I’ve come across many beginner to intermediate guitar players, who get intimidated by the idea of being creative on the guitar. This could be any aspect of creativity, like songwriting, composing, improvising, etc.
If you are one such player, who finds it challenging to break out of exercises and assignments and dive into the world of creative guitar playing, you need to understand that this is completely normal, and every guitarist has been through this journey.
The goal behind this article is to help you get started with some really easy ways of becoming creative with your guitar. This concept applies to other instruments also, but more so with Guitar.
What do you need to know to understand this information?
- You need to be having basic knowledge of scales, chords and rhythm, as to what they are and how they are used to create music
- It would be great if you have a good understanding of more complex rhythms and meters, but for ease of use, we’ll use eighth notes to begin with
- You need to know scale shape for any one of the basic shapes you learn as a beginner guitar player e.g. Pentatonic, Major, Minor etc.
- You need to have a basic understanding of Melody (A group of notes played separately) and Harmony (Chords or group of notes played together)
- You need to have a basic understanding of how notes of a scale are numbered. This does not require heavy knowledge of Music theory, For ease of application, you can pick any scale you know, and put numbers to each note, e.g. in C major scale, C become 1, D – 2, E 3 and so on
- To take it to another level, where you can make sure that the Melodies you create, will harmonize perfectly with the chords, it would be great if you have an understanding of the tones of different triads. For now, if you are just getting started, then this information is not important at this stage and you can ignore that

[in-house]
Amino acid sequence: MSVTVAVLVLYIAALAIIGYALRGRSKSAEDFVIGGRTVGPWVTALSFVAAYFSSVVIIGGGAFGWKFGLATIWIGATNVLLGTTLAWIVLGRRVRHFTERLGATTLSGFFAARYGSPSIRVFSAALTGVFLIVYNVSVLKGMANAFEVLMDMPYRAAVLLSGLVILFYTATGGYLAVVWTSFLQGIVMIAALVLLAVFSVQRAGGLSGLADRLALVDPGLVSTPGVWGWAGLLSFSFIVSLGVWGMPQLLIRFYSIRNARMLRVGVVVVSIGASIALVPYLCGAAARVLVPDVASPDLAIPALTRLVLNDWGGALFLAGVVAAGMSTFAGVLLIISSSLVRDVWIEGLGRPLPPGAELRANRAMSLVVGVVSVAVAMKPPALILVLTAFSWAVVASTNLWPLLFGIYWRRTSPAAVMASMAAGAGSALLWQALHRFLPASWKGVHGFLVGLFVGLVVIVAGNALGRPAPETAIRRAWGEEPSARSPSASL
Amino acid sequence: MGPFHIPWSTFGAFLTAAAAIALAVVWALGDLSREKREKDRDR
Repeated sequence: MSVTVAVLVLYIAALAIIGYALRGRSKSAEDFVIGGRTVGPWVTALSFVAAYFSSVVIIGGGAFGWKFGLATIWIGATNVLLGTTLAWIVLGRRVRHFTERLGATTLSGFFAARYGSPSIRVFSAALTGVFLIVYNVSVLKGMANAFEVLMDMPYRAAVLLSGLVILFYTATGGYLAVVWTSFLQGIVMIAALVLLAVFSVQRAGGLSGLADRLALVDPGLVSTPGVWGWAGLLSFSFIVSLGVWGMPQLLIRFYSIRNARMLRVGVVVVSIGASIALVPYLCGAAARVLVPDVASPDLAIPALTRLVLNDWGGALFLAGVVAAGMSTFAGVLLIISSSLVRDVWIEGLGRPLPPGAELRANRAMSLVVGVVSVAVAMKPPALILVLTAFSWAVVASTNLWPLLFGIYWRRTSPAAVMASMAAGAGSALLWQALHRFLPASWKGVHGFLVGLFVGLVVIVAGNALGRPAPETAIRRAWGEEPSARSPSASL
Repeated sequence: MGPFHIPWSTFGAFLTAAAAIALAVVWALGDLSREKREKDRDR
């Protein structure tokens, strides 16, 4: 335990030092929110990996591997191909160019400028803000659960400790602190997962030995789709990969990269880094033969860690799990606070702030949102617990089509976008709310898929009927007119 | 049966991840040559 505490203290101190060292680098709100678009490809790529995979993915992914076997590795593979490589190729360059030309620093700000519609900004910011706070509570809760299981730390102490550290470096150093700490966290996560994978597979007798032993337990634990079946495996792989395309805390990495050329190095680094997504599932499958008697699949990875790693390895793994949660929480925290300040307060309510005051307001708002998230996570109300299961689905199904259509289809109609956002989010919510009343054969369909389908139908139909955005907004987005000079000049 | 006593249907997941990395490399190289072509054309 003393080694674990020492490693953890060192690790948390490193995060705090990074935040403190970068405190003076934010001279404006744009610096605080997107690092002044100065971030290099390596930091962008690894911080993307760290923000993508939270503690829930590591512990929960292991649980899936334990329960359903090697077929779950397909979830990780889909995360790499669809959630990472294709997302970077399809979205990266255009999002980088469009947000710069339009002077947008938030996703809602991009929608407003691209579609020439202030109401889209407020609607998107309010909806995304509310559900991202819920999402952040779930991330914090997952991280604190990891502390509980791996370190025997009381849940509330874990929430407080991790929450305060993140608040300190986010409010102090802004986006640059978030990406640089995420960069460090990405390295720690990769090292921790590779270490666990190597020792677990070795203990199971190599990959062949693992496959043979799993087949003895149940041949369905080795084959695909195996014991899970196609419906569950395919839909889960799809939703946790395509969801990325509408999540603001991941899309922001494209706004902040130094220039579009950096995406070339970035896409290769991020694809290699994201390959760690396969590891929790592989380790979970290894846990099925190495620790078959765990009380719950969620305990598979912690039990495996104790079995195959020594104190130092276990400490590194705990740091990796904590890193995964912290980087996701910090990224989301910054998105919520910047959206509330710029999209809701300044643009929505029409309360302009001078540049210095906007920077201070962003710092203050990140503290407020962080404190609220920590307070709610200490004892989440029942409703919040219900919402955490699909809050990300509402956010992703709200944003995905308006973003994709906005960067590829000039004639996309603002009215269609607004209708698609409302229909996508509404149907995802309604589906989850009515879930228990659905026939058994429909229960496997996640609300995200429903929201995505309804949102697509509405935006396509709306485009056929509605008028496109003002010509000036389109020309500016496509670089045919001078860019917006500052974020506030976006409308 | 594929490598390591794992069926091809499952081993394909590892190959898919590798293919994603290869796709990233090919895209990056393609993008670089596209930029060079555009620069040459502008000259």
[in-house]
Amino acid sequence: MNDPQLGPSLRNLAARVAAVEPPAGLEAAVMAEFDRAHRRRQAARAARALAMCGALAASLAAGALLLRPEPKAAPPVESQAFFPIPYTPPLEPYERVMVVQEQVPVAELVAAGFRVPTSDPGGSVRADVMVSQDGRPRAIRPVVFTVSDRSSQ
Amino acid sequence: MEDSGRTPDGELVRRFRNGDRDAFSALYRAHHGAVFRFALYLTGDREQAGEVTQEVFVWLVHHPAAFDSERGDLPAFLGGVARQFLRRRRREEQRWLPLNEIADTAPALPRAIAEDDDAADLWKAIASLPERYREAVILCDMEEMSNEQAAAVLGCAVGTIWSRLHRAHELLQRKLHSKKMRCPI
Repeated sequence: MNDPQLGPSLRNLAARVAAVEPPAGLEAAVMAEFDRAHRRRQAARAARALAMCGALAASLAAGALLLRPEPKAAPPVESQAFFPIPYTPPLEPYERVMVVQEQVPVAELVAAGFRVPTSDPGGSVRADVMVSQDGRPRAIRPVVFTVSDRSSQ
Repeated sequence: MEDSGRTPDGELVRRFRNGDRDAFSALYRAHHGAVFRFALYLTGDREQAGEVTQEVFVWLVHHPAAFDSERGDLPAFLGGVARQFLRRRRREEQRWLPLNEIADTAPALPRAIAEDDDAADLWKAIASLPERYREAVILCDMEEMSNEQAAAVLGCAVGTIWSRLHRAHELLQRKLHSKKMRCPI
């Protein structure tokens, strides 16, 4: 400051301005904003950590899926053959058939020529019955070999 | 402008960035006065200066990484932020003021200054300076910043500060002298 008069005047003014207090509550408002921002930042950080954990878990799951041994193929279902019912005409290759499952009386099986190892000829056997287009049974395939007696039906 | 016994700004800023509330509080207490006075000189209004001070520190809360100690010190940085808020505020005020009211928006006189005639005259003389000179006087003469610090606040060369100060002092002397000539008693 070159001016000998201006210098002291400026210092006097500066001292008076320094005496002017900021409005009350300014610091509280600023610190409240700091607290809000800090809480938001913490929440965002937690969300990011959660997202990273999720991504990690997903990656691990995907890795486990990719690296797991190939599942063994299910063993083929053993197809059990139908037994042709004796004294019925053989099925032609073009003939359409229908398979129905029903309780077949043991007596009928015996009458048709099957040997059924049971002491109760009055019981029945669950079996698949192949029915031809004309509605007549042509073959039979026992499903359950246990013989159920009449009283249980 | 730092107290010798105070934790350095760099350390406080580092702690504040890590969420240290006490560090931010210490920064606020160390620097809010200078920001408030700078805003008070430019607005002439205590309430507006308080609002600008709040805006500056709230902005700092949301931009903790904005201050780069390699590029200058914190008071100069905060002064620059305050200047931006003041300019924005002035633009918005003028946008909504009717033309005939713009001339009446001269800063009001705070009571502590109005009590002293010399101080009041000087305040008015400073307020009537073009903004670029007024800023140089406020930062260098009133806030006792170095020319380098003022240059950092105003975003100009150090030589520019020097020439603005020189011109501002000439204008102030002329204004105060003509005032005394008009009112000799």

- Pick a scale which you would derive the melody from. This could be anything like C Major, E minor, A minor Pentatonic, D Major Pentatonic
- Write down the notes of the scale like below, and put the number corresponding to the scale degree of the note underneath or besides each note.
- Notes of the C Major Scale
C D E F G A B C
1 2 3 4 5 6 7 1
- Pick the duration of the melody, for ease of use, I recommend you begin with melodies that last 1 or 2 measures
- Pick the type of rhythms you would use for the melody, begin with simple rhythms like Quarter notes & Eighth notes and then keep adding complex elements like faster rhythms, rests and syncopation etc. For the examples, I’m using Eighth notes, so in 1 measure or 4/4 music, you’ll have 8, eighth notes.
- Now start arranging the notes in any order or sequence like below. As you can see, I created 4 measures of music without much effort, by just following this simple process
1 3 2 4 3 6 4 7 / 1 4 2 5 3 7 4 1 / 2 6 3 7 4 1 5 2 / 7 5 6 4 5 3 4 5
- Find a position on the neck where you want to play these melodies. If you are slightly advanced, then play the melodies in different positions on the neck, especially when you want to repeat this in your songs
- Repeat the process to create more melodies, play them, and decide which ones you like and connect well. In case you feel the melodies are disconnected, do not panic, replace some notes and try to make them fit together.
- Repeat the process in as many scales you know, and make your melodies more interesting by using rhythmic elements more creatively, than what we did here.
Your goal is to understand and apply this process instantly, to all the scales you know, and come up with interesting melodic ideas. This will train you at multiple levels of playing and turn you into a more creative guitarist in a very short period of time. Do not get discouraged if you can’t find good melodies, just do it and you’ll soon see the results in your playing.
Dhanesh Sarangadharan is a certified guitar teacher in Pune, Maharashtra India, who is passionate about helping students progress faster towards their guitar playing and musical ambitions.